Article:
Water Reuse: From Ancient to Modern Times and the Future
- 1Hellenic Union of Municipal Enterprises for Water Supply and Sewerage, Larissa, Greece
- 2Department of Water Resources, Institute of Crete, National Foundation for Agricultural Research, Iraklion, Greece
- 3Department of Civil and Environmental Engineering, University of California, Davis, Davis, CA, United States
- 4Department of Agricultural Engineering, Water and Forestry, National Agricultural Institute of Tunisia, Tunis, Tunisia
- 5Division of Water Sciences, UNESCO, Paris, France
- 6Department of Civil and Environnemental Engineering, University of California, Davis, Davis, CA, United States
From the beginning of the Bronze Age (ca. 3200–1100 BC), domestic wastewater (sewage) has been used for irrigation and aquaculture by a number of civilizations including those that developed in China and the Orient, Egypt, the Indus Valley, Mesopotamia, and Crete. In historic times (ca. 1000 BC−330 AD), wastewater was disposed of or used for irrigation and fertilization purposes by the Greek and later Roman civilizations, especially in areas surrounding important cities (e.g., Athens and Rome). In more recent times, the practice of land application of wastewater for disposal and agricultural use was utilized first in European cities and later in USA. Today, water reclamation and reuse projects are being planned and implemented throughout the world. Recycled water is now used for almost any purpose including potable use. This paper provides a brief overview of the evolution of water reuse over the last 5,000 years, along with current practice and recommendations for the future. Understanding the practices and solutions of the past, provides a lens with which to view the present and future.
The more you look back in the past, the more you see into the future
Winston Churchill (1874–1965)
Water reuse is not a new technique or concept; knowledge on wastewater treatment and reuse has been accumulated along with the history of humankind. Land application of human waste is an old practice, which has undergone a number of development stages from ancient to contemporary times (Rose and Angelakis, 2014). Today, recycled water is used for nearly all purposes including potable reuse. In this paper, historical and current developments in water reuse are reviewed in three time periods: (a) in prehistoric to medieval times (ca. 3200 BC−1400 AD), (b) in early and mid-modern times (ca. 1400–1900 AD), and (c) in contemporary times (1900 AD-present). In light of information presented in the first three sections, the final two sections deal with the future including: (a) emerging trends and (b) issues and challenges in water reuse.
Water recycling from ancient to modern times is also the story of how water recycling evolved from ancient times to its decline with the development of intensified wastewater treatment methods in the late 1800s and early 1900s to its rebirth due to population growth, the development of megacities, climate change, rapid developments in technology, and the fact that the amount of fresh water in the world is finite. The information presented is intended to promote a new vision of water reuse and to highlight the important role water reuse will play in meeting future water needs, especially as the population of the world continues to grow.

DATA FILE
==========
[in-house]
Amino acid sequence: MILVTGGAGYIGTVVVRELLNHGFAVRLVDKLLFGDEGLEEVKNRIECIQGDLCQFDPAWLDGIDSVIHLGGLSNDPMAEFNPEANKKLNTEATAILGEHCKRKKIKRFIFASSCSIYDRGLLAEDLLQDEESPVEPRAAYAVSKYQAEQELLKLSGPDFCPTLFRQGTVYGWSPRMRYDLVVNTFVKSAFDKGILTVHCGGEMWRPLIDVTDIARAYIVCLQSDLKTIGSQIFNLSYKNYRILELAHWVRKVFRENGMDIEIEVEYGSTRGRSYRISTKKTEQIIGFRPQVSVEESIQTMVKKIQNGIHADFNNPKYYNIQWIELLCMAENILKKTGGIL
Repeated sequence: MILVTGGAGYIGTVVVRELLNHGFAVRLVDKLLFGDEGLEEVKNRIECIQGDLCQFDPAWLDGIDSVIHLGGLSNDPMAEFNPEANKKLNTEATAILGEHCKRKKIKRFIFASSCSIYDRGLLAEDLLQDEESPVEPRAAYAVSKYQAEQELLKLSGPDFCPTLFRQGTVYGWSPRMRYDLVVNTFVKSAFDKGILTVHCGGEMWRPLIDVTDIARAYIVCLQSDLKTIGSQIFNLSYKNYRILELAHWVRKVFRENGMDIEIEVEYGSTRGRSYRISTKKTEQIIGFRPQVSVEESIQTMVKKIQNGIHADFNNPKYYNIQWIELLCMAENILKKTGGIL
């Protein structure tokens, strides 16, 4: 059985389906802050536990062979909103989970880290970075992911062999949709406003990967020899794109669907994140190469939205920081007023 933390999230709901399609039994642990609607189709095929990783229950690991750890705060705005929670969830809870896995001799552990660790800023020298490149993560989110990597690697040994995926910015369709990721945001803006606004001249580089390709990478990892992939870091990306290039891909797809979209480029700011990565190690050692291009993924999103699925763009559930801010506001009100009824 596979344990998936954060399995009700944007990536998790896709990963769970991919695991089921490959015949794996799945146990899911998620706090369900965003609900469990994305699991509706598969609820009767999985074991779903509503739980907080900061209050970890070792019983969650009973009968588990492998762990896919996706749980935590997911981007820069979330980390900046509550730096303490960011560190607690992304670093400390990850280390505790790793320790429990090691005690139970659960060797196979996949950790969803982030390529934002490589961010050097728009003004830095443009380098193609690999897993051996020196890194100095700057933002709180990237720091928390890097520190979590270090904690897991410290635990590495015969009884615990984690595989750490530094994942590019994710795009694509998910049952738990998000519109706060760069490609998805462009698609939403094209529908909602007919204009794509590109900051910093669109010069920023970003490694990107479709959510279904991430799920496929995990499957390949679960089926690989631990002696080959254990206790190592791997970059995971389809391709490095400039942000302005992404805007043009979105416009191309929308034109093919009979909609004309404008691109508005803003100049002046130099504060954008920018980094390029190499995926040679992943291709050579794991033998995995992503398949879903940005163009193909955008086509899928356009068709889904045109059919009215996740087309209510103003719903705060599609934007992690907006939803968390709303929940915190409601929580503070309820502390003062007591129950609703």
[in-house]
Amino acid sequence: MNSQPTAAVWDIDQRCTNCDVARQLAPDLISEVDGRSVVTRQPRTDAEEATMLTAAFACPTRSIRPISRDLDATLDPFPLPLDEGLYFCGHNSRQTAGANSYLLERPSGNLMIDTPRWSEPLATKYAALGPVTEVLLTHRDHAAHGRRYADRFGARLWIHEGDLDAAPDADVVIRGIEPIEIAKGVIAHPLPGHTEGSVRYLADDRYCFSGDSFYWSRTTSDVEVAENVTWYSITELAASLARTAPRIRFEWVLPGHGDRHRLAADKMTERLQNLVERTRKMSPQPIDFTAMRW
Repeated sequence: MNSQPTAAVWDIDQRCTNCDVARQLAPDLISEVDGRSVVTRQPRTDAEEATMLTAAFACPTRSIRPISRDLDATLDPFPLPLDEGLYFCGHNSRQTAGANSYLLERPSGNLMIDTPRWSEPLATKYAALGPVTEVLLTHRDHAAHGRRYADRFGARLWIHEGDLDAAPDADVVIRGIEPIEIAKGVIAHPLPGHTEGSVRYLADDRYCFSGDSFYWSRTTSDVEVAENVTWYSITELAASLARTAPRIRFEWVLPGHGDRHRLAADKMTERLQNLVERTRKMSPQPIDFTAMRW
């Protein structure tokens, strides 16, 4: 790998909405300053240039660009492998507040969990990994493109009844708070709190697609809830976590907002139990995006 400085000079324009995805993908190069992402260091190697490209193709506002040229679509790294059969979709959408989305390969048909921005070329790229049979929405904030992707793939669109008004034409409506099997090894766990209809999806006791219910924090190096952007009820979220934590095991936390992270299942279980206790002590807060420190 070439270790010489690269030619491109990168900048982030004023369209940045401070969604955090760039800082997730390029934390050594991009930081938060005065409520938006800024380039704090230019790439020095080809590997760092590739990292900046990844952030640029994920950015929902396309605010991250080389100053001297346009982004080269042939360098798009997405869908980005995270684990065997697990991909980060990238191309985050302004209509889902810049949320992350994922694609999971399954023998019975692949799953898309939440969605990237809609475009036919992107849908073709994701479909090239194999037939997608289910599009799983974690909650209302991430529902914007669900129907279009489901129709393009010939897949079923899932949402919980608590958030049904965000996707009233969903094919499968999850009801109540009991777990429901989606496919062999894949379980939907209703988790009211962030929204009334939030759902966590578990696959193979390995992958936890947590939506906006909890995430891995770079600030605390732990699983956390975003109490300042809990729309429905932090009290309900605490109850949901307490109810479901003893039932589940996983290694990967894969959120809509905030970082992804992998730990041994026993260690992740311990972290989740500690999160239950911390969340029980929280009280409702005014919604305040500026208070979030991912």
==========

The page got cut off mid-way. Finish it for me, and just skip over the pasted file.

Water Reuse in Prehistoric to Medieval Times (ca. 3200–1400 AD)
For most of the 200,000 years that modern humans (Homo sapiens) have dwelled on earth, they survived as hunter–gatherers (Vuorinen et al., 2007). As the population continued to increase, groups of people formed tribes for survival. In turn, with ever-increasing populations, tribes grouped together to form communities. The first human communities, which were relatively small, were scattered over wide areas and waste produced by them was returned to land and decomposed using natural cycles (Lofrano and Brown, 2010). Because the early communities were made up nomadic hunter–gatherers, disposal problems were limited because communities moved when existing conditions became unlivable.
Prehistoric Times (ca. 3200–1000 BC)
With the establishment of permanent settlements about 10,000 years ago, a new era began in which an agrarian way of life was needed to support the inhabitants of the community. Until the birth of the first advanced civilizations in the Bronze Age, the disposal of human excreta was managed in an ad hoc manner, either on the surface of the ground or in holes dug in the ground covered after use as explained by the Mosaic Law of Sanitation (Deuteronomy, Chapter 23) (Lofrano and Brown, 2010). The growth of permanent settlements led to the development of collection systems for both wastewater and stormwater. The first indications of the utilization of wastewater for irrigation and fertilization of agricultural lands extend back ca. 5,000 years to the Bronze Age civilizations (e.g., Minoan and Indus Valley) (Angelakis and Spyridakis, 1996; Asano and Levine, 1996; Levine et al., 2010; Tzanakakis et al., 2014). Minoans developed advanced sewerage systems to dispose of wastewater to rivers (e.g., Palaces of Knossos), to the sea (e.g., Palace of Zakros), or to agricultural land for irrigation and fertilization purposes (e.g., Palace of Phaistos and Villa of Hagia Triada). The end of the wastewater and stormwater collection system in the Palace of Phaistos, used to divert wastewater and stormwater to the farmland, is shown in Figure 1A. A cistern in the Villa of Hagia Triada used to collect and store water wastewater and drainage for agricultural purposes is shown in Figure 1B.